Reduced tooling availability affects automotive companies in exposing them to supply chain threats. How automotive companies are dealing with decreased availability in tooling production and how suppliers are preparing for tooling challenges ahead.
As auto sales grow, automotive OEMs must prepare for tooling challenges ahead. According to a report published by Harbour Results Inc., the automotive sector will require $15.2 billion in tooling production by 2018. Currently, the US auto industry has approximately $11.25 billion in tooling capacity. In order to meet future demands, the current capacity must increase by at least 35 percent.
What Automotive Companies Have Experienced as a Result of Tooling Shortage
The Congressional Research Service reports that 36 percent of tooling shops closed between 1998 and 2010. The auto industry has experienced increased shipping costs in outsourcing to countries like China to meet tooling needs. The supply chain risks from delays in shipping also drives up costs for automotive manufacturers. A tooling shortage results in higher costs and elevates risk of supply chain threats for the automotive industry.
Automotive Suppliers Are Bracing for Tomorrow's Tooling Challenges
Diminished tooling capacity is a concern for tooling shops. US automotive parts suppliers are gearing up for the shortage by preparing in multiple ways. Some tooling companies are partnering with local institutions and government entities to address this challenge. Other local firms are focusing on grooming internal talent to meet the need for skilled tooling professionals. Suppliers like Dixien, LLC are focused on developing the next generation of tooling talent. "We are prepared to answer the growing need for highly-skilled tooling professionals in the automotive industry," says Alex Garcia, VP of Sales & Marketing at Dixien, LLC, a global supplier of parts and components.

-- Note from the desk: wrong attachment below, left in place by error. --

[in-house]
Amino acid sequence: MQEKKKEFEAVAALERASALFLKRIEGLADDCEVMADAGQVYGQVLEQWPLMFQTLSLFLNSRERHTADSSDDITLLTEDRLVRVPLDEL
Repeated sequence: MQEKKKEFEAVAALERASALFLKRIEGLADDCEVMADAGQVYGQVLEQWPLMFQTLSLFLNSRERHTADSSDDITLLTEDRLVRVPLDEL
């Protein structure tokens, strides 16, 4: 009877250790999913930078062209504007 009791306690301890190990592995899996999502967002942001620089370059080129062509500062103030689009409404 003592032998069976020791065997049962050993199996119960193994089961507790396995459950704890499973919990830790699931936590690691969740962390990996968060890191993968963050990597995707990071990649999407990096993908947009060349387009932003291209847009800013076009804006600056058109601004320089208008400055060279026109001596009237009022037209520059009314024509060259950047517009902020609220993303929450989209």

Veteran Toolmaker Discusses How Shop Training Shaped His Career
Former Dixien apprentice opens up about his apprenticeship experience at Dixien. Joe Hutson, 44, a toolmaker discusses how his apprenticeship helped launch his career. "My apprenticeship at Dixie helped form my ideas about machining that trade school couldn't teach. Working with different die makers helped me find out who I was going to be in the field." When asked if specializing in an area of study was sufficient in terms of preparing him for the workforce, he stated, "It's good to have shop experience to go with your shop theory."
Tooling demand will grow as auto sales increase. Automotive suppliers will adopt multiple strategies to meet the tooling needs of the industry, relying on collaborative partnerships, outsourcing, and internal training programs. Dixien will be prepared for the impending tooling shortage. Dixien manages the skills gap by nurturing talent internally by providing extensive training for tooling professionals. This is a win-win for customers as this guarantees the highest level of quality for its customer base.
About the Company
Dixien, LLC is an automotive supplier of plastic and metal components specializing in metal stamping, assembly welding, and injection molding.